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This ministerial labours. At the age that the revelation of mediatorial of twenty one he was ordained the mercy is the chosen instrument of pastor of that flock. In that place saving a ruined world ; that he he continued about eighteen years. was divinely commissioned to pub
DoctorTappan chose the sacred lish and enforce it for this end; office from principle. It was his and that its final completion will deliberate judgment, that the gos- embrace the order, perfection, and pel ministry is, of all professions, happiness of the moral world, and the most important to mankind. the highest glory of its Author ; The design of that work, involving he dwelt upon the sublime subject the best interests of the universe, with eager and profound contemperfectly accorded with his ex- plation." Those doctrines, which panded benevolence. There is are the groundwork of revelation, reason to believe that he early im- were the groundwork of hispreach. bibed the excellent spirit of chris- ing. Scarcely a sermon came tianity. After much anxious con- from his lips, in which some of the cern respecting his everlasting peculiarities of evangelical truth welfare, and deep conviction of sin, were not found. Frequently, and he was, in the judgment of charity, in many different ways, he inculrenewed by grace. Embracing the cated the doctrines of man's fallen, allsufficient Saviourand submitting ruined state, the redeeming love of to his will, he cherished the hopes God, the atonement of Christ, jusand consolations of the gospel. tification by grace, and the efficacy And he made it the delightful bu- of the divine Spirit in renewing siness of his life to recommend to sinners and preparing them for others that Saviour, whose pre- glory. The doctrine of redemption ciousness and glory had been re- by a crucified Saviour constituted, vealed to him. He had the pecu- in his view, the basis of the gospel, liaradvantage, which belongs to all the faith and glory of the christministers who are called of God, ian church. To neglect this docthat whenever he preached the un- trine in its various connections he searchable riches of Christ, he considered, as neglecting the very spake what he knew, and testified essence of the gospel. what he had seen. To this un- He was 'not only a doctrinal, but doubtedly must be ascribed, in a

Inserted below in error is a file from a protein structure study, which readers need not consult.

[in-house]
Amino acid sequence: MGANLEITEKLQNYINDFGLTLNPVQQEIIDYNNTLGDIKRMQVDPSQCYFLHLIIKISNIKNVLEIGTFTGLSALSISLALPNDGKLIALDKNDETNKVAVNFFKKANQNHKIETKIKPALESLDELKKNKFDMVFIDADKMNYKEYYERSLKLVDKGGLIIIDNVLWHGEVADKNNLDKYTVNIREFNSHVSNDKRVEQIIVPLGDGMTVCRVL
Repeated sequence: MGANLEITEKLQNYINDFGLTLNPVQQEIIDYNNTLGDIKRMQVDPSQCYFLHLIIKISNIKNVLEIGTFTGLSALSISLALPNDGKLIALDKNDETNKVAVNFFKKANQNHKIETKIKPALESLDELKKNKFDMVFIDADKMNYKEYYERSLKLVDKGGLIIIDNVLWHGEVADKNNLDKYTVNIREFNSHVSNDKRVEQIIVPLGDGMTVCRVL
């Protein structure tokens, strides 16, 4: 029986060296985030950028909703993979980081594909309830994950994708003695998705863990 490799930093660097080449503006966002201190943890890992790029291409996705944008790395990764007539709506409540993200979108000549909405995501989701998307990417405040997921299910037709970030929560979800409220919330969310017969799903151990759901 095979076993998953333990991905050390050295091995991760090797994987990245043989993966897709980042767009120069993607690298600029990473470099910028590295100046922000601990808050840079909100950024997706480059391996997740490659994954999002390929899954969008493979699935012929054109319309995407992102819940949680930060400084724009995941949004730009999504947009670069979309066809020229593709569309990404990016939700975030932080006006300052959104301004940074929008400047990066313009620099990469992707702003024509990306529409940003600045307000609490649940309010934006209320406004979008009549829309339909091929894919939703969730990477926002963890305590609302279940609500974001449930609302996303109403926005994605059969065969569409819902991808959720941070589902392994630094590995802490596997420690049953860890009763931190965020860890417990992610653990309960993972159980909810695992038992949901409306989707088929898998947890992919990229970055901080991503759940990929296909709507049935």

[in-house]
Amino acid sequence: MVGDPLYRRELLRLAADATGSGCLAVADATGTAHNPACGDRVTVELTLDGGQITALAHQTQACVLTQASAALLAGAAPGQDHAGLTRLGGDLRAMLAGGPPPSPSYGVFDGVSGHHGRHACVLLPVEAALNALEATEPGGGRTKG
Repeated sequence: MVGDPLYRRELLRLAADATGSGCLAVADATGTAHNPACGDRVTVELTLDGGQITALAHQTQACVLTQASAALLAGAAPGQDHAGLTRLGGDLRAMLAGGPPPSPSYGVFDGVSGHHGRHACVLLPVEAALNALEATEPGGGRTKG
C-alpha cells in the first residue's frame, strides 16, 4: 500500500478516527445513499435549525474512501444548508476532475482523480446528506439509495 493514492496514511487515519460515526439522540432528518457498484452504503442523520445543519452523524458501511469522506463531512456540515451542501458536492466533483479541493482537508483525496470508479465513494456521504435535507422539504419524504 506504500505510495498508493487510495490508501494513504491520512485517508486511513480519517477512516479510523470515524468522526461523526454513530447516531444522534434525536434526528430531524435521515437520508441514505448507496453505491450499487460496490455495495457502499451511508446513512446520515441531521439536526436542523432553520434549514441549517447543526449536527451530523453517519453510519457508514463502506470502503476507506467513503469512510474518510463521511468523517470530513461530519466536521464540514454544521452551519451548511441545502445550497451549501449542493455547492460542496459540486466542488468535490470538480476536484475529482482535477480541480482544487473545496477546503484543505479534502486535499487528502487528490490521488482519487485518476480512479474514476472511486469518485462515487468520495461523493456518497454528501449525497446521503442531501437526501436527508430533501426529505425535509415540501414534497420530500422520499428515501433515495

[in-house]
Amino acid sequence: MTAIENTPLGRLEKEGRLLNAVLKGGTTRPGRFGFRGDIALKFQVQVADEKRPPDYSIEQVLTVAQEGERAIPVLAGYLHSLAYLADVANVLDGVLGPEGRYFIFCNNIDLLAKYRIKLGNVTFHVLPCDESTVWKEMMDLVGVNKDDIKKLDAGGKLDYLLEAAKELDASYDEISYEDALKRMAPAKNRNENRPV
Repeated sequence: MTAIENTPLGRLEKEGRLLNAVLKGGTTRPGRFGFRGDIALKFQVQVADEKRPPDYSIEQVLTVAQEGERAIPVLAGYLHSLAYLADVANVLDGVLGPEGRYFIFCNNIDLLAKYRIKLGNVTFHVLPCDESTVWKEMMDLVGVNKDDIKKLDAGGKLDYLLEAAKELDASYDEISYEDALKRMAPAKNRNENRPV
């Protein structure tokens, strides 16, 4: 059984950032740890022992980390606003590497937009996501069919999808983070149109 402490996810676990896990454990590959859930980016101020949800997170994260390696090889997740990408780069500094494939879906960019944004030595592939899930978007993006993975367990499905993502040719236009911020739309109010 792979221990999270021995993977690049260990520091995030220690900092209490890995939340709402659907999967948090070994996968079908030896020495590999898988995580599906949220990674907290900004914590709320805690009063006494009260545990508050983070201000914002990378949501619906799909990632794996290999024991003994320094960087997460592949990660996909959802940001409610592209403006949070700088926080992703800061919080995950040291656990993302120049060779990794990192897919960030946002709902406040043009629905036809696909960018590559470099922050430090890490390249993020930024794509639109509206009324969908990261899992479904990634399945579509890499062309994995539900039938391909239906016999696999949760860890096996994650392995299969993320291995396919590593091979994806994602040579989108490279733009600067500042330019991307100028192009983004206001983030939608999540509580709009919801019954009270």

a very practical preacher. Every great measure, his impressive gospel doctrine, he insisted, lras its manner of preaching. He spoke corresponding precept and duty. _from the fulness of his heart. He Speaking of the doctrines of huwas sincere and in earnest. No man depravity, and salvation by hearer could doubt, that he felt the the mercy of God, the atonement reality and eternal importance of of Christ, and the sanctification of the truths he delivered.